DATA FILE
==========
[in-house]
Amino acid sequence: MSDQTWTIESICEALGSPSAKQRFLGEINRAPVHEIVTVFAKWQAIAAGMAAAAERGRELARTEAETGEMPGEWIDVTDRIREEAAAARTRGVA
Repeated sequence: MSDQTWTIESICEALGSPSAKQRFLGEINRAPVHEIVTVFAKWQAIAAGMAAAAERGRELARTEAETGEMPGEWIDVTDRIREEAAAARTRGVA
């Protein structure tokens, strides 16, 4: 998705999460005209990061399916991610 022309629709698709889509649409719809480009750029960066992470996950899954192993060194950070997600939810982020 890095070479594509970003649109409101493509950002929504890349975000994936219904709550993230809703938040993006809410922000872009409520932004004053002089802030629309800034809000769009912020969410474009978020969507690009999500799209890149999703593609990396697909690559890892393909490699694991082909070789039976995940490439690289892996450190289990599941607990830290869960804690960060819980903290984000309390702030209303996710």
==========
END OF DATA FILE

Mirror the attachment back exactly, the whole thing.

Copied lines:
[in-house]
Amino acid sequence: MSDQTWTIESICEALGSPSAKQRFLGEINRAPVHEIVTVFAKWQAIAAGMAAAAERGRELARTEAETGEMPGEWIDVTDRIREEAAAARTRGVA
Repeated sequence: MSDQTWTIESICEALGSPSAKQRFLGEINRAPVHEIVTVFAKWQAIAAGMAAAAERGRELARTEAETGEMPGEWIDVTDRIREEAAAARTRGVA
């Protein structure tokens, strides 16, 4: 998705999460005209990061399916991610 022309629709698709889509649409719809480009750029960066992470996950899954192993060194950070997600939810982020 890095070479594509970003649109409101493509950002929504890349975000994936219904709550993230809703938040993006809410922000872009409520932004004053002089802030629309800034809000769009912020969410474009978020969507690009999500799209890149999703593609990396697909690559890892393909490699694991082909070789039976995940490439690289892996450190289990599941607990830290869960804690960060819980903290984000309390702030209303996710």